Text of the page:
COLORADO SPRINGS, Colo. — Acute conjunctivitis is typically managed by all types of health care providers, not just ophthalmologists. Even though the American Academy of Ophthalmology Preferred Practice Pattern guidelines state that “viral conjunctivitis will not respond to antibacterial agents and mild bacterial conjunctivitis is likely to be self-limited,” one study of U.S. health care claims data from a managed care plan found a preponderance of prescribing topical antibiotics, according to a study.
Six million cases per year of acute conjunctivitis represent hundreds of millions of dollars spent per year, Nakul Shekhawat, MD, told colleagues at the American Ophthalmological Society meeting here.
“The purpose of our study was to determine the extent to which patients diagnosed with acute conjunctivitis are treated with topical antibiotics and also to determine factors associated with this antibiotic use,” Shekhawat said.
To be included, patients had an initial ICD-9 diagnosis of unspecified conjunctivitis, unspecified acute conjunctivitis or adenoviral conjunctivitis, and had to be continuously enrolled in the managed care plan for at least 14 days after initial diagnosis.
Outcome measures were topical antibiotic use of one or more prescriptions of all major antibiotic classes filled within 14 days of diagnosis. Fluoroquinolones, macrolides, aminoglycosides, sulfonamides, polymyxins and antibiotic-steroid combinations were considered.
Of 340,630 patients included in the study, 58% (198,511 patients) filled prescriptions for antibiotics within 14 days of diagnosis.
“Of note, among this group of patients, the majority, 98%, filled their prescriptions within 3 days of the diagnosis, not within 14 days,” Shekhawat said.
Fluoroquinolones were prescribed in 33% of cases, non-fluoroquinolones were prescribed in 51% of cases, and antibiotic-steroid combinations were prescribed in 20% of cases, “which are contraindicated in most cases of acute conjunctivitis,” Shekhawat said.
Of patients diagnosed with acute conjunctivitis by an ophthalmologist, 37% filled a prescription for topical antibiotics within 14 days of diagnosis. Of patients seen by an optometrist, that number was 45%; for family practitioners, 56%; for internists, 58%; for pediatricians, 59%; for urgent care physicians, 68%; and for other providers, 64%.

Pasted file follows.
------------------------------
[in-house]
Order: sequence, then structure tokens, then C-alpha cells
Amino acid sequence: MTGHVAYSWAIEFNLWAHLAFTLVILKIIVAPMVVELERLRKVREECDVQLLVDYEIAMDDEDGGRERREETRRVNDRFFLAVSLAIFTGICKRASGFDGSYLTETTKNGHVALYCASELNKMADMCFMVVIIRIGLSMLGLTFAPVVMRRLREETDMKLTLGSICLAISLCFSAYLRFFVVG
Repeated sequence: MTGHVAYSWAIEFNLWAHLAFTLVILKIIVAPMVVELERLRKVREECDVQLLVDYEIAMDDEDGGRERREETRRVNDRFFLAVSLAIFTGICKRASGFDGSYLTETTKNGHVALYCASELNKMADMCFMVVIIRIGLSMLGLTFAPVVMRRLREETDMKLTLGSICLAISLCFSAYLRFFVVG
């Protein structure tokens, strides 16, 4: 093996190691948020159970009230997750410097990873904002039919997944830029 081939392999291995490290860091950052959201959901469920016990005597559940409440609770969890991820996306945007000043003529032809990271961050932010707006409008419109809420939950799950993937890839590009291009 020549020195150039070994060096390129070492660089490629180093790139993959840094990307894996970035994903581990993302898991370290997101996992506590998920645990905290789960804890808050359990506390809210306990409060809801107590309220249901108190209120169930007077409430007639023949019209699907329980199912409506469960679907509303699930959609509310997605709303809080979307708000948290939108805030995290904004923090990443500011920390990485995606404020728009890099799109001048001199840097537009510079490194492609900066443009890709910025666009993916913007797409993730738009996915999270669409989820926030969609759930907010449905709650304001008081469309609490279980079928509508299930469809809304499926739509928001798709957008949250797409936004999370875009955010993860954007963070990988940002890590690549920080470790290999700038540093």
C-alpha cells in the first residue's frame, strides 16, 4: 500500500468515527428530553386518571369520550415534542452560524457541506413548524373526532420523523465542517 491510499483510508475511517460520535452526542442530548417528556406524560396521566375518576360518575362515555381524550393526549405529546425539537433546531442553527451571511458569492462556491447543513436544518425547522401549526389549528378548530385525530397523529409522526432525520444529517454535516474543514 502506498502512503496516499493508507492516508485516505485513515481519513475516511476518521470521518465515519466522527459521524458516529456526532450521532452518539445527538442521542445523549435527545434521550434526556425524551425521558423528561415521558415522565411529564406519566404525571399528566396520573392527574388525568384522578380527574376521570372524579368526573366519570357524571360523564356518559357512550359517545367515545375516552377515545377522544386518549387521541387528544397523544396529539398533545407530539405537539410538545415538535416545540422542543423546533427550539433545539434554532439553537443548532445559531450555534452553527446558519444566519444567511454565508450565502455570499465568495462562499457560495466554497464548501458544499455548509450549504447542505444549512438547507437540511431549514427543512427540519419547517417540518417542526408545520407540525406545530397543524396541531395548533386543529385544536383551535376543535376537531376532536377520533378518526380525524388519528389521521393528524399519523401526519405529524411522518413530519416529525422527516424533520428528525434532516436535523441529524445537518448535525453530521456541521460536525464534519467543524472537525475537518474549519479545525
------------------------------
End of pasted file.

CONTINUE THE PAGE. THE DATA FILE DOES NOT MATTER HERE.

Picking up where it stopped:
Sociodemographic factors influenced use, Shekhawat said, with younger, white, more affluent, more educated patients having higher odds of filling prescriptions for topical antibiotics; however, health factors, such as diabetes or HIV infection, did not appear to influence use.
“Interestingly, patients with end organ damage from diabetes, such as retinopathy or nephropathy, were less likely to receive antibiotics,” Shekhawat said.
Strengths of the study included a large sample size and an “unparalleled glimpse into real-world practice patterns,” Shekhawat said. The key limitation of the study was its inability to determine more information than was coded by the diagnosing physician.
“No doubt some patients in our study were appropriate candidates for antibiotics,” Shekhawat said. “Although high-quality epidemiological data regarding the relative incidence of bacterial vs. viral conjunctivitis is limited, it is very difficult to believe that 58% of red eyes presenting to primary outpatient facilities across the U.S. have a severe, unremitting bacterial infection that warrants immediate antibiotic therapy.” – by Patricia Nale, ELS
Shekhawat N. Substantial over-prescription of antibiotics for acute conjunctivitis in the United States. Presented at: American Ophthalmological Society, May 19-22, 2016; Colorado Springs, Colo.
Disclosure: Shekhawat reports no relative financial disclosures.